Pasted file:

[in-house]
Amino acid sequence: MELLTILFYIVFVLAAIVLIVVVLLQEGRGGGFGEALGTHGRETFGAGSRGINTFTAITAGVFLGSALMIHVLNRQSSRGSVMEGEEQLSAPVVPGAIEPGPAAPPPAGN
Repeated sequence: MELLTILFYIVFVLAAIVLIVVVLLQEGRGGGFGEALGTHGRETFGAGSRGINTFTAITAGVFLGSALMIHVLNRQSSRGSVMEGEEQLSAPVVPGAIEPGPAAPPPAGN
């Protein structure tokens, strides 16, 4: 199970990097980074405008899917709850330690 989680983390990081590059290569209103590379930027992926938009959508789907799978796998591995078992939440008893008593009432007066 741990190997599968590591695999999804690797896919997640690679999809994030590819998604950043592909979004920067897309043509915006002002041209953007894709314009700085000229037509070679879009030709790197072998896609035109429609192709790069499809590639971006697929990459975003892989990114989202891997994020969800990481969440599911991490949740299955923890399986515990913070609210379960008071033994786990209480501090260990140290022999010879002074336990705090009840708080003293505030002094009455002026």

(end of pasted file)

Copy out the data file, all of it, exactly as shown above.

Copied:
[in-house]
Amino acid sequence: MELLTILFYIVFVLAAIVLIVVVLLQEGRGGGFGEALGTHGRETFGAGSRGINTFTAITAGVFLGSALMIHVLNRQSSRGSVMEGEEQLSAPVVPGAIEPGPAAPPPAGN
Repeated sequence: MELLTILFYIVFVLAAIVLIVVVLLQEGRGGGFGEALGTHGRETFGAGSRGINTFTAITAGVFLGSALMIHVLNRQSSRGSVMEGEEQLSAPVVPGAIEPGPAAPPPAGN
């Protein structure tokens, strides 16, 4: 199970990097980074405008899917709850330690 989680983390990081590059290569209103590379930027992926938009959508789907799978796998591995078992939440008893008593009432007066 741990190997599968590591695999999804690797896919997640690679999809994030590819998604950043592909979004920067897309043509915006002002041209953007894709314009700085000229037509070679879009030709790197072998896609035109429609192709790069499809590639971006697929990459975003892989990114989202891997994020969800990481969440599911991490949740299955923890399986515990913070609210379960008071033994786990209480501090260990140290022999010879002074336990705090009840708080003293505030002094009455002026």